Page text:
A few weeks ago, I was quickly skimming social media and saw that my sister had posted something on Facebook. I saw the words: “yoga” and “goat.”
My first thought was that my sister had somehow done yoga with The GOAT, Tom Brady, who some call (especially if you are a New England Patriots fan) The Greatest of All Time.
I knew that he and his wife Gisele had published a cookbook, but were they also giving yoga classes? In Maryland where my sister lives? Upon closer inspection of the post, I realized that my sister and my niece had signed up for goat yoga, something I’d never heard of. Mother and daughter were smiling brightly in the selfies they took with the goats. I didn’t understand why.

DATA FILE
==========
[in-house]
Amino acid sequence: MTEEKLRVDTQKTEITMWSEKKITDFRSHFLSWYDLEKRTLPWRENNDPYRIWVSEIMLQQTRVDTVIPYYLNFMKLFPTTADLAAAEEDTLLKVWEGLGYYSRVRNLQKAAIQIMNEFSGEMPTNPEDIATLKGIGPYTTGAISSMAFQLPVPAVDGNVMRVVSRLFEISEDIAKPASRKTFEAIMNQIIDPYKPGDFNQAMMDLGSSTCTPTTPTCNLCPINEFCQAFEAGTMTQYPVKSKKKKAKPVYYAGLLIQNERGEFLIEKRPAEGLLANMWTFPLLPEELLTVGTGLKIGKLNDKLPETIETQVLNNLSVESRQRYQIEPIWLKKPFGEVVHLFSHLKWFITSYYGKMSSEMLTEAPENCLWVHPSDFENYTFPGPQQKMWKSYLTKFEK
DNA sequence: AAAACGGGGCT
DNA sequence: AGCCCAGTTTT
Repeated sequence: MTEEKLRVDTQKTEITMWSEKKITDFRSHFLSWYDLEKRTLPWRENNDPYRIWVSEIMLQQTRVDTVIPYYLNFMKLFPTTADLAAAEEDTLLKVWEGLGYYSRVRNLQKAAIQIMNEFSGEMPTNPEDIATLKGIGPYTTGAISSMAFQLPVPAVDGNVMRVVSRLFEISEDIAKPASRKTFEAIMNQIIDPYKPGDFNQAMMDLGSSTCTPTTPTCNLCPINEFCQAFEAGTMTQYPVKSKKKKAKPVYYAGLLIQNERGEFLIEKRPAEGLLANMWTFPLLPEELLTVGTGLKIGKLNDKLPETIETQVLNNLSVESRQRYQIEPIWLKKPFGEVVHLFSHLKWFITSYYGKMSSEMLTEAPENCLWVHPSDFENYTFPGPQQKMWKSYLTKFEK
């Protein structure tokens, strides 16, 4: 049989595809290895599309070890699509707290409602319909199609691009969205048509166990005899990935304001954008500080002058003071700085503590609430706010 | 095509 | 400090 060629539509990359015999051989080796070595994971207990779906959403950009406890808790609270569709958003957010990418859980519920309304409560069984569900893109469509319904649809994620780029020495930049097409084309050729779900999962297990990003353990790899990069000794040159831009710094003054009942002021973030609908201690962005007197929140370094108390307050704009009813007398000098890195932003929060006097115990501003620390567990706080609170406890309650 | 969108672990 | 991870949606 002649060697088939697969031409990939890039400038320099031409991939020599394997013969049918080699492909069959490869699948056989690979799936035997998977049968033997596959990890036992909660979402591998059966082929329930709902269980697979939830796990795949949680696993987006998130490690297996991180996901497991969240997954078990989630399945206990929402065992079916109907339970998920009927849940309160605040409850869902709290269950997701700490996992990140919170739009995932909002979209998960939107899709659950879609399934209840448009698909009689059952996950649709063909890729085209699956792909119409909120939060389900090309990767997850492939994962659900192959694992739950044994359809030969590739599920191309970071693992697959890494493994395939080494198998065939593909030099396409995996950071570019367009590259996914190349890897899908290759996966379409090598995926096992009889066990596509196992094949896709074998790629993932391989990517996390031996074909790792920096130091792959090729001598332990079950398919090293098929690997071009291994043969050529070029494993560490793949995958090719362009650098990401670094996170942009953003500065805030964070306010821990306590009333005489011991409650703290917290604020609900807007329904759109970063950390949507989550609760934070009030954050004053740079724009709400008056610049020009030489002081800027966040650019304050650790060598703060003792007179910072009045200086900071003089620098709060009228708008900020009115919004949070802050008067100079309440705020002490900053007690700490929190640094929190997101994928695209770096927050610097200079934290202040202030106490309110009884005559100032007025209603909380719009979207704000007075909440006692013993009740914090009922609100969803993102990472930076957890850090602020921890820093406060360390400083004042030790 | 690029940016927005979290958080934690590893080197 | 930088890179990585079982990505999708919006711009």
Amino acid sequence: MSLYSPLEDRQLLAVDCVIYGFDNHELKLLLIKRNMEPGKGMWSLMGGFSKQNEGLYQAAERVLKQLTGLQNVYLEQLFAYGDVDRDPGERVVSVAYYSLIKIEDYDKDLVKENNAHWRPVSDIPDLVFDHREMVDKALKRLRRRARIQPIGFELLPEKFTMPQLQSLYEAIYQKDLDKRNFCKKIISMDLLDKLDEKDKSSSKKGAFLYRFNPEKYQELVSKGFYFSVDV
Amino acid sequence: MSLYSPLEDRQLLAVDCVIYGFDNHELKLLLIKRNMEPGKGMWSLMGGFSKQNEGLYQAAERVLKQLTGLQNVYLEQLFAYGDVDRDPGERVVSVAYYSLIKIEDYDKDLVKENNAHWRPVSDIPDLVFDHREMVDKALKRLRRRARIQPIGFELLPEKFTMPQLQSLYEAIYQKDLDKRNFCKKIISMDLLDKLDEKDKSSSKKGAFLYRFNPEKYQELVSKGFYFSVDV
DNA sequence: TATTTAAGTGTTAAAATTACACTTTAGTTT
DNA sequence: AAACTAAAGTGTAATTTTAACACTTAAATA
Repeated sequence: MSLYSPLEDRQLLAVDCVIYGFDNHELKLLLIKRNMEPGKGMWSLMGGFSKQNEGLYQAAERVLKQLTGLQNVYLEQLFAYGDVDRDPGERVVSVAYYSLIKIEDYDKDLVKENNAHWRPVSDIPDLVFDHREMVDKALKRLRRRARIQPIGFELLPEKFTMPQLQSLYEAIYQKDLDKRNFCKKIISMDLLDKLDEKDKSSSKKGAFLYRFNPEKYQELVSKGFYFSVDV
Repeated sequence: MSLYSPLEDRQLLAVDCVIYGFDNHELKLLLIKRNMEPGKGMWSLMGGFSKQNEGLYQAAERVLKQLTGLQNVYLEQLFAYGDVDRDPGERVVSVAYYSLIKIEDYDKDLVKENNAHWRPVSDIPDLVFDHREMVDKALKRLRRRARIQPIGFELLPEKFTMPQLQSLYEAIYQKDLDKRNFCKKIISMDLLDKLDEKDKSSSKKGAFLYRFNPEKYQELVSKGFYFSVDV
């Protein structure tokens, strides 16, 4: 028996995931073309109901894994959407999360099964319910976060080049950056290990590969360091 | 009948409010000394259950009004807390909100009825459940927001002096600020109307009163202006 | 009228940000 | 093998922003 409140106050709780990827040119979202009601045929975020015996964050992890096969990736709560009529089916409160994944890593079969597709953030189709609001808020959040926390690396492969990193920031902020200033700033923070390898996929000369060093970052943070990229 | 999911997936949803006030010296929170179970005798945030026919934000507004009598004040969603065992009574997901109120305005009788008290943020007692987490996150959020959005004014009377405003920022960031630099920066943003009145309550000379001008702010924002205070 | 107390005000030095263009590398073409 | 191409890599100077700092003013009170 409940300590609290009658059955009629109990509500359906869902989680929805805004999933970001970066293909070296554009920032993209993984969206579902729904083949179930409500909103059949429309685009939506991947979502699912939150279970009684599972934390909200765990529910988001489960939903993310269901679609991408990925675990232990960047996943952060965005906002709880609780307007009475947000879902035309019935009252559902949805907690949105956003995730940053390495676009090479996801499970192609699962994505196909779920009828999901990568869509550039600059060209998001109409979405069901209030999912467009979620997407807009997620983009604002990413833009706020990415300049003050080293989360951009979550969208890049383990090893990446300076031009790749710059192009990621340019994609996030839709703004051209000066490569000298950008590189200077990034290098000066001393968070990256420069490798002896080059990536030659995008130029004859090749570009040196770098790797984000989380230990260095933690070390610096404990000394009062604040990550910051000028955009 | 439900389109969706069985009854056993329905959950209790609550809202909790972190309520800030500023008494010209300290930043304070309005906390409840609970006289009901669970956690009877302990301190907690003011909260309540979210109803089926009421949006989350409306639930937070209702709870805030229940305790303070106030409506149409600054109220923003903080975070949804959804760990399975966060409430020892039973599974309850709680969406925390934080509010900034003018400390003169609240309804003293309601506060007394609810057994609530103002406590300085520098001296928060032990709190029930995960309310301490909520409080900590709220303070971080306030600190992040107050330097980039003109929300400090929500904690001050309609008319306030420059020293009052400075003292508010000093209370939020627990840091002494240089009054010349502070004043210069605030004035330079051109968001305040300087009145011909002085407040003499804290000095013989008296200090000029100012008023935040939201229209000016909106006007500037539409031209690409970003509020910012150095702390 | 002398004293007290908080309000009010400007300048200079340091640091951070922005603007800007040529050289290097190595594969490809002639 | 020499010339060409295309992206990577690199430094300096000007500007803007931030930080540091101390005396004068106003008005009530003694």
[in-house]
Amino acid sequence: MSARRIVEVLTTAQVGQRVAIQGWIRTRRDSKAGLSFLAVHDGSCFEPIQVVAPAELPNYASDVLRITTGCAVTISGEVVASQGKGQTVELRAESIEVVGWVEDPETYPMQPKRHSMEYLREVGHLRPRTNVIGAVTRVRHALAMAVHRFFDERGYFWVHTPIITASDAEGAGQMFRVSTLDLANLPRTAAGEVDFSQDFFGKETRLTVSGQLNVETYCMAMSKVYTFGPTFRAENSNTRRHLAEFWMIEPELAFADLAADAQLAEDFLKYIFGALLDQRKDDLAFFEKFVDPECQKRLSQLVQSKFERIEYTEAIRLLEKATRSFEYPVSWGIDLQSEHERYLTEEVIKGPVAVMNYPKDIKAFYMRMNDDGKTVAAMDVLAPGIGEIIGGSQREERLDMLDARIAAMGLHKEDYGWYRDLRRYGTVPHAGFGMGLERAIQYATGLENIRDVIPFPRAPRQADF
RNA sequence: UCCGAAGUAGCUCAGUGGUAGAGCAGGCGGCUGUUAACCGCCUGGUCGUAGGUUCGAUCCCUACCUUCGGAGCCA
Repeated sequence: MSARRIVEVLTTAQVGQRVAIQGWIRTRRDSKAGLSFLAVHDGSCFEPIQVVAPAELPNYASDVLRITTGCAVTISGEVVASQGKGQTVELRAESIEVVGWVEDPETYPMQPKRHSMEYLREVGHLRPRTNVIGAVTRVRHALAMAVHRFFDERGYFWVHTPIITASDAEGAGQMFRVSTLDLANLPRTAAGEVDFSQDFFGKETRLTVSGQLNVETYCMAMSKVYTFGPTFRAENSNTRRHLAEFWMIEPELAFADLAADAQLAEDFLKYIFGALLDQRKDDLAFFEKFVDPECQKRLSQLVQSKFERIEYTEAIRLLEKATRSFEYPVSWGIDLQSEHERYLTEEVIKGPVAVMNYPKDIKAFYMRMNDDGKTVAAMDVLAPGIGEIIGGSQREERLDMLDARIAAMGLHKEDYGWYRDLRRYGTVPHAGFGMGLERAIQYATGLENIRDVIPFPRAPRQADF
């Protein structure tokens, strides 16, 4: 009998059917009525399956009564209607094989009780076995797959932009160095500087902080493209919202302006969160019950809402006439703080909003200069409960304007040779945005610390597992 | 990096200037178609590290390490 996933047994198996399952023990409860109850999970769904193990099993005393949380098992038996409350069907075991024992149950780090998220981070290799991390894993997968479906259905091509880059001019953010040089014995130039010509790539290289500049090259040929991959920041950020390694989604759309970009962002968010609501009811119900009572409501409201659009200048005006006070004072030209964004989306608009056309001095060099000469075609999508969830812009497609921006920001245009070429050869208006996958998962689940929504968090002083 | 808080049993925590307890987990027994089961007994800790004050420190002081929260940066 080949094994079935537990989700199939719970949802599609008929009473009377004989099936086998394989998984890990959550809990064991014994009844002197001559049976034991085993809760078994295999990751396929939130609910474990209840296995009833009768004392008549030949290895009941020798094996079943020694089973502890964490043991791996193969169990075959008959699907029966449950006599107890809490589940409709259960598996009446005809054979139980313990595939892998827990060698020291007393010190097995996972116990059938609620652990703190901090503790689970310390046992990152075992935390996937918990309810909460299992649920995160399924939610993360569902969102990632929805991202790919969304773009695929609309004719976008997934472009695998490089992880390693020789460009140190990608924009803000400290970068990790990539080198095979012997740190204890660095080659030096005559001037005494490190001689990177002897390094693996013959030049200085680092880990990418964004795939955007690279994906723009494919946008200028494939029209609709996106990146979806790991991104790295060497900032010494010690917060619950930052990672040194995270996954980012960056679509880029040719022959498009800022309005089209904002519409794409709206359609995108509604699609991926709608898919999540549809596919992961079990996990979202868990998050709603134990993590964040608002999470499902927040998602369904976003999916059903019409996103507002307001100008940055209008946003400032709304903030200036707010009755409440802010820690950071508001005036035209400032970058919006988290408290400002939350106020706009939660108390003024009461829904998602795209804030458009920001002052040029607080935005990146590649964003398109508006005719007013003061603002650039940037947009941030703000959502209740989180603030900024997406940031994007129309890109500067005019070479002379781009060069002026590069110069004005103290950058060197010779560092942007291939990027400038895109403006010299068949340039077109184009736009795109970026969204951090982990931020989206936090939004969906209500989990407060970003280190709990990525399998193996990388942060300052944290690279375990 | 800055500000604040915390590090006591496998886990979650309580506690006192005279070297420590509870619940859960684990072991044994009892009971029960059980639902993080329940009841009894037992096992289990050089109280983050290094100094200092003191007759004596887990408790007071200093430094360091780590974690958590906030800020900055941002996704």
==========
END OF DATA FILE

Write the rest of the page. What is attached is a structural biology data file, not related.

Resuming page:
It sounded kind of ridiculous to me and unsanitary. I asked Sylvia, “Don’t the goats poop on you?” she said that they don’t, but she did see one goat pee on a participant’s yoga mat and the instructor quickly wiped it down. After suppressing my sometimes critical and know-it-all nature, I decided I’d try it for myself. I signed up at Red Horse Farm in Hanson, MA, about 30 minutes from my home.
Red Horse Farm is a private 10-stall equestrian facility dedicated to thoroughbred aftercare and retirement. Every so often they host goat yoga. A certified yoga instructor led about 12 of us in “caprine vinyasa” or goat yoga, a relaxed form of yoga, consisting of various poses primarily at the beginner level. As I worked on my child’s pose and downward facing dog, I reached out to pet the lovely goats who roamed around us and nibbled on the goat kibbles the farm owner strategically placed on each of our yoga mats.
What is the purpose of goat yoga? From what I read, goat yoga incorporates animal therapy and yoga meditation. It is a novel way of fusing the healing benefits of yoga and goat therapy.
All I know is by the end of it I was very happy and relaxed, and smiling brightly too.